You’ll be asked to enter the passphrase you choose during the keygen. In order to veerify that your tunnel is correctly mounted, use this command to verify it, and you should only have one line in response.
netstat -ano | grep 127.0.0.1:2375
Now we’ll have to install docker and docker-compose. Nothing difficult here, but we are not totally in a PaaS solution ^^ As my Linux machin is a Debian 8 Jessie process described here. I won’t describe it here, just follow their guide. Just run the bellow command to validate that docker engine is correctly installed on your host.
docker run hello-world
In order to get the docker client to connect the Swarm master port mounted in the tunnel, you must declare an env variable
So now if you do the bellow command, you will see your Docker Swarm cluster.
Many usefull information here:
- Role: Primary. Means we are on the master that have the token (hopefully it’s the only one master)
- Strategy : Spread. Means that each time we ask our cluster to scale another container, it’ll be started on the next node. It’s like round robin. The other Strategies are binpack, where Swarm will fullfill the fist host and after that the second, etc. You can also specify random… i won’t explain this one 😉
- Filters: Divided in two categories, node filters and container configuration filters
- Node filters are
- Container configuration filters are
- Node filters are
It’s not much, but actually in Azure Container Service, you can’t change labels on nodes, so.. i’ll cover this in another post.
In order to get our Swarm cluster to scale as we want, we now need docker-compose to be installed. To do this, i suggest you to follow the docker’s doc.
Docker-compose use “compose file” which is a YAML file used to define services, networks and volumes for docker. A service contains informations applied to each container started for that service, it’s like using the “docker run” command. It’s exactly the same for “docker network create” and “docker volume create”. If you need more information about the Compose file references, you can follow this link.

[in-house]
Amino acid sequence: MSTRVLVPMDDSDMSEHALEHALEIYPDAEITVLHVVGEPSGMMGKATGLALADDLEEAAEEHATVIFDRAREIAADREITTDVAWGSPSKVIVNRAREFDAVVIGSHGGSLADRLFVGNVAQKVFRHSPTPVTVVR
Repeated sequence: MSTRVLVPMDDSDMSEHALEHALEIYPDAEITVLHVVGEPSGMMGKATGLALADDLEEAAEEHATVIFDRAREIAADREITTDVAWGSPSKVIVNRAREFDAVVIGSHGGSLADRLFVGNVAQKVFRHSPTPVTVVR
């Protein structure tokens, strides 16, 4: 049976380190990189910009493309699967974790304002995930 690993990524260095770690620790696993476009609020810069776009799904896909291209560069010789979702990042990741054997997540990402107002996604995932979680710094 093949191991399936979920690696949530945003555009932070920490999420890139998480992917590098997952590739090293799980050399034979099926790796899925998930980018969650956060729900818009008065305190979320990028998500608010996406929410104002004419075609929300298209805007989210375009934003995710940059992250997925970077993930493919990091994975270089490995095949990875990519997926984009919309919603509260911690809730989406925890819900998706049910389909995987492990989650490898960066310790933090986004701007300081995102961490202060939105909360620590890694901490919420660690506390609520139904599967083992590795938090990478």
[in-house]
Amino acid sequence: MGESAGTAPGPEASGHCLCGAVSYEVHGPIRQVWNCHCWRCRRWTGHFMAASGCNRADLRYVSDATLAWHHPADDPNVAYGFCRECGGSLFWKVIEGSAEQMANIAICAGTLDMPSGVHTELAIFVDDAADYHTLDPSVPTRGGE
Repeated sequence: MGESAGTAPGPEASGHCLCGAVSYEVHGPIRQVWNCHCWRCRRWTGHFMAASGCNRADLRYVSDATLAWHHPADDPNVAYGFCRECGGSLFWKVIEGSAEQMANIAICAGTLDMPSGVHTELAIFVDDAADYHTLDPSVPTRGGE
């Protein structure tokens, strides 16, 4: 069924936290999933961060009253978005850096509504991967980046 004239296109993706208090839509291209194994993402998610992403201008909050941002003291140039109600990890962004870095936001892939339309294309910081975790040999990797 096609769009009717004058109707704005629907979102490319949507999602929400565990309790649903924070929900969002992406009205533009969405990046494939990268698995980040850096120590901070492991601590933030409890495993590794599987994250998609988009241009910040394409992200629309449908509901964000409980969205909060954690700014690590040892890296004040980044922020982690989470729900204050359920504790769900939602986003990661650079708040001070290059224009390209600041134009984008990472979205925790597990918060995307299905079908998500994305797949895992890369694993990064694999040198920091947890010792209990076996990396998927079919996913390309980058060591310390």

I’ll show you the one built for a demo at SII.
version: '2' services: web: image: macksize/web ports: - "80:80" worker: image: macksize/worker redis: image: redis networks: default: external: name: my-net
Save it on the server where docker-compose is installed and where you have your SSH tunnel mounted and in this directory use theses commands.
docker network create --driver overlay my-net docker-compose up -d
The first line will create an overlay network in order to get our containers to communicate together, and the second will start one instance of each service described in the docker-compose.yml file.
First, docker will pull each image on each node and after that Swarm will spread services among all hosts.
docker-compose scale web=3
And go to the agent Azure load balancer dns.. you should see something like that 🙂
Now play with docker-compose scale worker=xx to go up and down with your swarm cluster, but remember that you can’t use more than 3 web container as we mapped our port 80 on host because we need to use Azure Load balancer.
Hope you’ll like this post.
Thanks Christian Tritten for the Docker Scale demo web site !
Edit: To manage your Swarm Cluster, you can also connect directly to your Master using SSH. Using this solution, you’d be able to connect using SSH to all your nodes ! Thanks Julien Corioland for the information.